The mechanical structure of a honeycomb is among the most stable found in nature. The hexagonal design allows for an efficient, secure lattice. But what happens when there are imperfections in that lattice, such as when a hole forms? The honeycomb structure can be extremely weakened.

With the ultimate aim of designing new construction materials that can remain relatively stable in spite of such a hole, researchers at the Karlsruhe Institute of Technology (KIT) have developed a "mechanical" invisibility cloak of sorts, which is capable of masking any imperfections found in the classic honeycomb, according to a KIT press release. This will eventually allow the researchers to develop strong materials in spite of the recesses.

The method makes use of "coordinate transformation," which is essentially a distortion made to a lattice by bending or stretching it. For light, such transformations are based on the mathematics of transformation optics, which is also the rhyme behind the reason of how invisibility cloaks work. So far, however, it has been impossible to transfer this principle to real materials and components in mechanics because the mathematics simply don't apply to the mechanics of actual materials.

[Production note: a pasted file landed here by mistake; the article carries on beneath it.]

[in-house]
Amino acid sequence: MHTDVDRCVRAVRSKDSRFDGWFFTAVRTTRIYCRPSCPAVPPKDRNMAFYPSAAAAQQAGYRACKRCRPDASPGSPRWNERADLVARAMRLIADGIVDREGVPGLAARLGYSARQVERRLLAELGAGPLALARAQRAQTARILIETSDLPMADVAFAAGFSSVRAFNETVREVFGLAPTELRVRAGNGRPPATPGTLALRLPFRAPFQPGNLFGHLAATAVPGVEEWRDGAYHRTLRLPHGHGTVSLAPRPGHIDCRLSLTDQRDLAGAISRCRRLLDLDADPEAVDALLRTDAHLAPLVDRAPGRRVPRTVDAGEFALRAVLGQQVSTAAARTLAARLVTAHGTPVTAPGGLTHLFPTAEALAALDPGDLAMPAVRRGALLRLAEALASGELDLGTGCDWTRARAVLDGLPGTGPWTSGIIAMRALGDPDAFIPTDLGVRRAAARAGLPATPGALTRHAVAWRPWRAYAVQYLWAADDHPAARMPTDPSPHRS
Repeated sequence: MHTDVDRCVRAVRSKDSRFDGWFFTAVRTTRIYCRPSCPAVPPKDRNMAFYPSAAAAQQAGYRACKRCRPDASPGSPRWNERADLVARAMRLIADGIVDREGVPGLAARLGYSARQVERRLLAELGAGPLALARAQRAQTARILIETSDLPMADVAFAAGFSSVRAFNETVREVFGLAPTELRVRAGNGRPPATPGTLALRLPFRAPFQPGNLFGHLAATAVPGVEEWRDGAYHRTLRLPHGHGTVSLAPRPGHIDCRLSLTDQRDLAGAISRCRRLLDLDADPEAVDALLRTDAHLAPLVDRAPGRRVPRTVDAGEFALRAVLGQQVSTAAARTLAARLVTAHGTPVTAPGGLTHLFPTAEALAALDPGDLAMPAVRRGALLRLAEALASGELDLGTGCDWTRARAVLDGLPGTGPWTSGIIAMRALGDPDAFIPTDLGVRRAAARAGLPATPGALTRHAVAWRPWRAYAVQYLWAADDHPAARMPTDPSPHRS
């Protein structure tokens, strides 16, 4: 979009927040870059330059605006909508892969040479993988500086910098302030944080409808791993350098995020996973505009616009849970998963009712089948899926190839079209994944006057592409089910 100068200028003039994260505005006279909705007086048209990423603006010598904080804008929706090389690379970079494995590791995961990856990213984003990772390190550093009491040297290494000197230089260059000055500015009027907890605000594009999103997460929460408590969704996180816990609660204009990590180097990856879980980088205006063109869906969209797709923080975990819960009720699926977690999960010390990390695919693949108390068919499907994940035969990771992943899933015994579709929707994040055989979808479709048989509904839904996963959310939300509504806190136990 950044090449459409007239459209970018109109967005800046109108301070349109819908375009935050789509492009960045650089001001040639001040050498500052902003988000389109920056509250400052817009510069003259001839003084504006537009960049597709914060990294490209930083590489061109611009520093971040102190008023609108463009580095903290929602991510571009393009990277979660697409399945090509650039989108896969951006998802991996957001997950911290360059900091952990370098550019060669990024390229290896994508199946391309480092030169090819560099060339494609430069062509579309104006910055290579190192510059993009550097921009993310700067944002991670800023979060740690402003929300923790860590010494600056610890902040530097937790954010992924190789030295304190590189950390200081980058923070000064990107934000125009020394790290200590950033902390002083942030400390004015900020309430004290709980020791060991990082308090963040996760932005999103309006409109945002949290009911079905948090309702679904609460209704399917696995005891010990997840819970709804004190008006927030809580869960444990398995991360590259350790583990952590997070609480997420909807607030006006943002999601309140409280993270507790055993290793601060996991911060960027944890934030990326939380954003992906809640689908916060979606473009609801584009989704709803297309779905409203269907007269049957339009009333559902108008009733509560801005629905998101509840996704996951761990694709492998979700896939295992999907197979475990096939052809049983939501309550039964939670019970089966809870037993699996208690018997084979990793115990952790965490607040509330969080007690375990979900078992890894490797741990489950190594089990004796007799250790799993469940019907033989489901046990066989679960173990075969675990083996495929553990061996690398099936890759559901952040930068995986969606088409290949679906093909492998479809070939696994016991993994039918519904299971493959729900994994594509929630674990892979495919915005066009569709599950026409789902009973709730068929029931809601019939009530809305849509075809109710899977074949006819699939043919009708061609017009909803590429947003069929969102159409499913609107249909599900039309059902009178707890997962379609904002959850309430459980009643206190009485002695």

But the new method developed by KIT researchers is capable of overcoming these difficulties.

"We imagined a network of electric resistors," explained Tiemo Bückmann, lead author of the study. "The wire connections between the resistors may be chosen to be of variable length, but their value does not change. Electric conductivity of the network even remains unchanged, when it is deformed."

"In mechanics, this principle is found again when imagining small springs instead of resistors. We can make single springs longer or shorter when adapting their shapes, such that the forces between them remain the same. This simple principle saves computation expenditure and allows for the direct transformation of real materials."

Basically, by applying this method to a honeycomb structure with a hole, researchers were able to reduce the error or 'weakness' of the structure down from 700 percent to just 26 percent. It's a remarkable transformation, one that could lead to materials that appear deformed, but which are nevertheless capable of reacting stably against external forces-- as if the structure was not deformed. It's in this way that the deformity is merely made into a mechanical illusion. Imagine the fun architects could have with this! 

The results have just been published in the Proceedings of the National Academy of Sciences (PNAS).

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